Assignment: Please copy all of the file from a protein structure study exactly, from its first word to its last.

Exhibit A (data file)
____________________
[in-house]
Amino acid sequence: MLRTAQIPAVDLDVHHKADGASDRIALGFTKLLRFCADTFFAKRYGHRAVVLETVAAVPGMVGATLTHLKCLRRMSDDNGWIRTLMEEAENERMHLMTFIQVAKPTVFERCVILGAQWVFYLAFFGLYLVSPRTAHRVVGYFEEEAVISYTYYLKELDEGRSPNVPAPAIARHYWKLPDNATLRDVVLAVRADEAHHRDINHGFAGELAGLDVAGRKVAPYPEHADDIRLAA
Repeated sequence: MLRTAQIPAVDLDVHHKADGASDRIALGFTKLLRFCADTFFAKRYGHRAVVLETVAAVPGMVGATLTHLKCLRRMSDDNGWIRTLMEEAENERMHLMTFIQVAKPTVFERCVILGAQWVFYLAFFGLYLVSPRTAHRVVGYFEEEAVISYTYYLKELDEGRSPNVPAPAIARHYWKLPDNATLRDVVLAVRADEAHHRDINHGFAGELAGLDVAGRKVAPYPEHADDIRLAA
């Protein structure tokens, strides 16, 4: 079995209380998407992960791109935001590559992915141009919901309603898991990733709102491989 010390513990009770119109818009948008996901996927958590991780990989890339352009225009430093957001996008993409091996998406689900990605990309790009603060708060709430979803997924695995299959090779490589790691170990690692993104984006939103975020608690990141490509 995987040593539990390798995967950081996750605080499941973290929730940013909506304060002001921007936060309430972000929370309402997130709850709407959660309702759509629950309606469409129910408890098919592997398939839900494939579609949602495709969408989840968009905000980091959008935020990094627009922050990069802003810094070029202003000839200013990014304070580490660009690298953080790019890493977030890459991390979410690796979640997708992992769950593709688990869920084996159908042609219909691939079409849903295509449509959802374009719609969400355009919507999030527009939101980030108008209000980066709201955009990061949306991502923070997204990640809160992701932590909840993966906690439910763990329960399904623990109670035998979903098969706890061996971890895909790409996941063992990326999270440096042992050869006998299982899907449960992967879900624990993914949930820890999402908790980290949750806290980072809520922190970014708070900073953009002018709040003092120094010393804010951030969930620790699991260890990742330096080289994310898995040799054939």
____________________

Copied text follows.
[in-house]
Amino acid sequence: MLRTAQIPAVDLDVHHKADGASDRIALGFTKLLRFCADTFFAKRYGHRAVVLETVAAVPGMVGATLTHLKCLRRMSDDNGWIRTLMEEAENERMHLMTFIQVAKPTVFERCVILGAQWVFYLAFFGLYLVSPRTAHRVVGYFEEEAVISYTYYLKELDEGRSPNVPAPAIARHYWKLPDNATLRDVVLAVRADEAHHRDINHGFAGELAGLDVAGRKVAPYPEHADDIRLAA
Repeated sequence: MLRTAQIPAVDLDVHHKADGASDRIALGFTKLLRFCADTFFAKRYGHRAVVLETVAAVPGMVGATLTHLKCLRRMSDDNGWIRTLMEEAENERMHLMTFIQVAKPTVFERCVILGAQWVFYLAFFGLYLVSPRTAHRVVGYFEEEAVISYTYYLKELDEGRSPNVPAPAIARHYWKLPDNATLRDVVLAVRADEAHHRDINHGFAGELAGLDVAGRKVAPYPEHADDIRLAA
């Protein structure tokens, strides 16, 4: 079995209380998407992960791109935001590559992915141009919901309603898991990733709102491989 010390513990009770119109818009948008996901996927958590991780990989890339352009225009430093957001996008993409091996998406689900990605990309790009603060708060709430979803997924695995299959090779490589790691170990690692993104984006939103975020608690990141490509 995987040593539990390798995967950081996750605080499941973290929730940013909506304060002001921007936060309430972000929370309402997130709850709407959660309702759509629950309606469409129910408890098919592997398939839900494939579609949602495709969408989840968009905000980091959008935020990094627009922050990069802003810094070029202003000839200013990014304070580490660009690298953080790019890493977030890459991390979410690796979640997708992992769950593709688990869920084996159908042609219909691939079409849903295509449509959802374009719609969400355009919507999030527009939101980030108008209000980066709201955009990061949306991502923070997204990640809160992701932590909840993966906690439910763990329960399904623990109670035998979903098969706890061996971890895909790409996941063992990326999270440096042992050869006998299982899907449960992967879900624990993914949930820890999402908790980290949750806290980072809520922190970014708070900073953009002018709040003092120094010393804010951030969930620790699991260890990742330096080289994310898995040799054939």